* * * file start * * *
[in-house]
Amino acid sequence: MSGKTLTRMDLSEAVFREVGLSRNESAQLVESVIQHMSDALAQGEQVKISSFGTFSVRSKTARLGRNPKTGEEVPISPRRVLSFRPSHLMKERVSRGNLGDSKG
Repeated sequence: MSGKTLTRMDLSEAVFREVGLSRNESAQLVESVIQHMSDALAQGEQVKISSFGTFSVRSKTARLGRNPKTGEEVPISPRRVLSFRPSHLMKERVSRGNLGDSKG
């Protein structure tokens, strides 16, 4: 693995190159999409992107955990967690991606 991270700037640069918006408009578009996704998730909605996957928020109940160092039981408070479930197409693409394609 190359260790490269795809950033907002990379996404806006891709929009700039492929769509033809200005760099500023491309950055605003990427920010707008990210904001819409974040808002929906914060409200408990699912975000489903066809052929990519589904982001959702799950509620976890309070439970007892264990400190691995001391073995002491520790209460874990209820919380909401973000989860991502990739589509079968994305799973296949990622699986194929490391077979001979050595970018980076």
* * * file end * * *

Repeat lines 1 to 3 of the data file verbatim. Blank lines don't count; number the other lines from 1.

[in-house]
Amino acid sequence: MSGKTLTRMDLSEAVFREVGLSRNESAQLVESVIQHMSDALAQGEQVKISSFGTFSVRSKTARLGRNPKTGEEVPISPRRVLSFRPSHLMKERVSRGNLGDSKG
Repeated sequence: MSGKTLTRMDLSEAVFREVGLSRNESAQLVESVIQHMSDALAQGEQVKISSFGTFSVRSKTARLGRNPKTGEEVPISPRRVLSFRPSHLMKERVSRGNLGDSKG